2.   A gold doubloon shall be granted to the first among ye who in a poem sights the White Whale.
3.   The Call Me Ishmael Award shall be given to the best poem about the White Whale, with publication in The White Whale Review.
4.   The Herman Melville Memorial Picnic and Softball Game shall be open to whosoever of ye writes a poem about following thy Captain into the maw of hell to kill the White Whale.
5.   There shall be a free floating coffin for any workshop participant who falls overboard whilst writing a poem about the White Whale.
6.   There shall be a free leg, carved from the jawbone of a whale, for any workshop participant who is dismasted whilst writing a poem about the White Whale.
7.   There shall be a free funeral at sea, complete with a chorus of stout hearties singing sea chanteys about the White Whale, for any workshop participant who is decapitated whilst writing a poem about the White Whale.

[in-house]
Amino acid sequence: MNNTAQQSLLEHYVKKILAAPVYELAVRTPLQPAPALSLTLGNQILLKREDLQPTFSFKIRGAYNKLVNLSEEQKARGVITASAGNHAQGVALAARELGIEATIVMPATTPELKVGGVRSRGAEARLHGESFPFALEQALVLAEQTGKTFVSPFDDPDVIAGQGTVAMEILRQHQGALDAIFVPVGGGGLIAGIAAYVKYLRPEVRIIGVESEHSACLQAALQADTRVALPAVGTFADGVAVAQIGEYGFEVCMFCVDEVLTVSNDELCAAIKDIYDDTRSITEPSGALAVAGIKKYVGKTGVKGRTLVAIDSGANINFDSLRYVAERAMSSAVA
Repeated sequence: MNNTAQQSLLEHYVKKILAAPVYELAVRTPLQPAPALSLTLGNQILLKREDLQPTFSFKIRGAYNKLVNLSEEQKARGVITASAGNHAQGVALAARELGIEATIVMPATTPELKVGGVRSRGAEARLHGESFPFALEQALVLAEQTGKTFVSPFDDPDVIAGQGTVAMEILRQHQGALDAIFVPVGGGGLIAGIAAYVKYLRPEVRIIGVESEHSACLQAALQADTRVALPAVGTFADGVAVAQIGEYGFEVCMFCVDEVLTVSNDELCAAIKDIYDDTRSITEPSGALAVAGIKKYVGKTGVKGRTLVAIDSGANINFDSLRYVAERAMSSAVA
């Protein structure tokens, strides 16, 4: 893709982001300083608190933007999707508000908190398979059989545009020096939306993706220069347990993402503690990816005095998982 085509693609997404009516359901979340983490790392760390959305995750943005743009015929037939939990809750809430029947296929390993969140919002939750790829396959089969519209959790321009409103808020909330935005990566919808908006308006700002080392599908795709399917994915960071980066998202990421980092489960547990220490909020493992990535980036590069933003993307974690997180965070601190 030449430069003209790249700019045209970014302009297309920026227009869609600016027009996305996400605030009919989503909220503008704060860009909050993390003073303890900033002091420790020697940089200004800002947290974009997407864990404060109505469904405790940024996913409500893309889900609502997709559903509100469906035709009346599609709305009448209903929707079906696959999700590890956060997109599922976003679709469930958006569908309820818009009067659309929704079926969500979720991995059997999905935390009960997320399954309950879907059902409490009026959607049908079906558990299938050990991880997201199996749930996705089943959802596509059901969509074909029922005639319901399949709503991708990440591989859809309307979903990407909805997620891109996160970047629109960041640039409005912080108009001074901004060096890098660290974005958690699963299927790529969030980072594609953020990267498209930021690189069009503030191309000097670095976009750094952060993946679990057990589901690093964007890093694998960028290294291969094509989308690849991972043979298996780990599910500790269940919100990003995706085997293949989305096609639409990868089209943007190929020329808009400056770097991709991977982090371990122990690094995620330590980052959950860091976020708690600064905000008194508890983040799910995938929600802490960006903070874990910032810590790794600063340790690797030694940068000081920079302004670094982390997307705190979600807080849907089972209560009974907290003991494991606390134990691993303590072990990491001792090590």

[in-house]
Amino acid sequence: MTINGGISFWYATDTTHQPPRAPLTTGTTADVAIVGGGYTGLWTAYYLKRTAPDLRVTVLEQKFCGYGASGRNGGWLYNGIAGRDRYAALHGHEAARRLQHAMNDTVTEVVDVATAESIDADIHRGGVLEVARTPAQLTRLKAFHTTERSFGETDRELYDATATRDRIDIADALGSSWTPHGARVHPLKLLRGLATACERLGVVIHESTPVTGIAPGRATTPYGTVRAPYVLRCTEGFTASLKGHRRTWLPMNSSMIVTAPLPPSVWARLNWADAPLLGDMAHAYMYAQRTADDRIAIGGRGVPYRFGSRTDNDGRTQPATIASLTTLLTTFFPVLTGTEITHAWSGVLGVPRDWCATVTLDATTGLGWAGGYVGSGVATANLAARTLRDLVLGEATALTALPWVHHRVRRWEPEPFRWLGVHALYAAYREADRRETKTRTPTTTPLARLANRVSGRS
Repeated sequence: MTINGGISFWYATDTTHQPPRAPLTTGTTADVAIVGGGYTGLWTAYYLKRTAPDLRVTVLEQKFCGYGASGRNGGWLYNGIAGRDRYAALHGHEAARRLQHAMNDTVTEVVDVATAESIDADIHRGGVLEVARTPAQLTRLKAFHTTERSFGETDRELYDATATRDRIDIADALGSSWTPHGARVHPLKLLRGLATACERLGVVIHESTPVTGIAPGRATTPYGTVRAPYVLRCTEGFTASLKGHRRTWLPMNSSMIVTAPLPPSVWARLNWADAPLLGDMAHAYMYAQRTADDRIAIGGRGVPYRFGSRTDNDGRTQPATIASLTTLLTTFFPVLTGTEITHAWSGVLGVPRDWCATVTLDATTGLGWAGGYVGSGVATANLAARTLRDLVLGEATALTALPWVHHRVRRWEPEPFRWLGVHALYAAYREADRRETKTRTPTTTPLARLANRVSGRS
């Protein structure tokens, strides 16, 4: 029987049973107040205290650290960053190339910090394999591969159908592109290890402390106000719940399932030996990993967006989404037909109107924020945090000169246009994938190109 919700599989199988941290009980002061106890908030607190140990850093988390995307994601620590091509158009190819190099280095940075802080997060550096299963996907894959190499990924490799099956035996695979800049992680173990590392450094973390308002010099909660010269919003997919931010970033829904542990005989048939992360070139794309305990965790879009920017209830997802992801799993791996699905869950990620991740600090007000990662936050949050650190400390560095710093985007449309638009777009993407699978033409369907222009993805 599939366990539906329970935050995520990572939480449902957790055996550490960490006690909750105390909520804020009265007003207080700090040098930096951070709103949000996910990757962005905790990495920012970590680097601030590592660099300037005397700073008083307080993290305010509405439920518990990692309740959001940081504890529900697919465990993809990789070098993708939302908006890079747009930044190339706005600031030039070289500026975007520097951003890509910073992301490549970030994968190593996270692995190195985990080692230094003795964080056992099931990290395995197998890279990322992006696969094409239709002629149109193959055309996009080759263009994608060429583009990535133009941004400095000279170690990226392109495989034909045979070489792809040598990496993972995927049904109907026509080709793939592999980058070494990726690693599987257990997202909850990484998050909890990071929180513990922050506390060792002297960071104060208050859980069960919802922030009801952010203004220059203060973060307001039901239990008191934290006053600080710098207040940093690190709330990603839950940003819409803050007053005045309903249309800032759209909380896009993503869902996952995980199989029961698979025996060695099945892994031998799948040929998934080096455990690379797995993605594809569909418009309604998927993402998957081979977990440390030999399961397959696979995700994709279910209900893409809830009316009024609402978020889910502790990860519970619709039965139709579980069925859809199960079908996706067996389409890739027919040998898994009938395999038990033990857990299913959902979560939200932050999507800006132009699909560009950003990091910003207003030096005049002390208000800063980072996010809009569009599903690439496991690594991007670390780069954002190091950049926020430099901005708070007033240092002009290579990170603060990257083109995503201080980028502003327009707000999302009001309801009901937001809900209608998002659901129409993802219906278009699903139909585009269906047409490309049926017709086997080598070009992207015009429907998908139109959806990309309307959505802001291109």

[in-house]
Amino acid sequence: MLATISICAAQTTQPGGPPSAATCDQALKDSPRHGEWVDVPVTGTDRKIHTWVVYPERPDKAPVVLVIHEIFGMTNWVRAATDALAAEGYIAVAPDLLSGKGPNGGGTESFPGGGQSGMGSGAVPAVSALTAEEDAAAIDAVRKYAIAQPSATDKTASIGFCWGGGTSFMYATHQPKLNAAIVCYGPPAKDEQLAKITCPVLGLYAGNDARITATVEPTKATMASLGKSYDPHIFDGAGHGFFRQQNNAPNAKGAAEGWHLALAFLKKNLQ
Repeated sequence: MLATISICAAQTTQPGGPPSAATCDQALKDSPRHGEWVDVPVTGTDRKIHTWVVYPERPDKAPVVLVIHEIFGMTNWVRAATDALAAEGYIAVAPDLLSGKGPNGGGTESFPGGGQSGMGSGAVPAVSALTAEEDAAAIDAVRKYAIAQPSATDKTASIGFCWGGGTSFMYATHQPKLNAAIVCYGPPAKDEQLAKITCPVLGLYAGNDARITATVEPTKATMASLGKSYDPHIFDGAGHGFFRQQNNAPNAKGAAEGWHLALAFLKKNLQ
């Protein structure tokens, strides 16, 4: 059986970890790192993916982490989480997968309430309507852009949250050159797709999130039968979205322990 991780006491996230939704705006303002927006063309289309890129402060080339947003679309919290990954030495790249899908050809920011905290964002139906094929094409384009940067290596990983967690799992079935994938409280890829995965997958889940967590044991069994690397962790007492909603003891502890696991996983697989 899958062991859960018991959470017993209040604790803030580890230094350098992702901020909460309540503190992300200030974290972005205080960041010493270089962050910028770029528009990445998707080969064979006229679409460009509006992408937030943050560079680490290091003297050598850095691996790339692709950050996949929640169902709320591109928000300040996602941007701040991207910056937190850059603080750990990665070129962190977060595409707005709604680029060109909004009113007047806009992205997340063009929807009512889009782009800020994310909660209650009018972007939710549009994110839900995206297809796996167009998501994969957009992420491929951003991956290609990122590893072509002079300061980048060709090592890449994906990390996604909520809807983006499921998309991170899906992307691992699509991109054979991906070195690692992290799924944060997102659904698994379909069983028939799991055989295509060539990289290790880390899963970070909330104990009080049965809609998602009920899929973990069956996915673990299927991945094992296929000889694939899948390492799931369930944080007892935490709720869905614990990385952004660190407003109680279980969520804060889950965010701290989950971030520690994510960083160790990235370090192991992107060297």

8.   Ye who seek not the White Whale in thy poems shall be harpooned.

Natasha Trethewey - After My Father

Right off I hear him singing, the strings
of his old guitar hemming the darkness
as before—late nights on the front porch—
the mountains across the valley blurred
to outline. We are at it again, father
and daughter, deep in our cups, rehearsing
the long years between us. In the distance
I hear the foghorn call of bullfrogs,
envoys from the river of lamentation
my father is determined to cross. Already
I know where this is headed: how many times
has the night turned toward regret? My father
saying, If only I’d been a better husband
she’d be alive today, saying, Gwen and I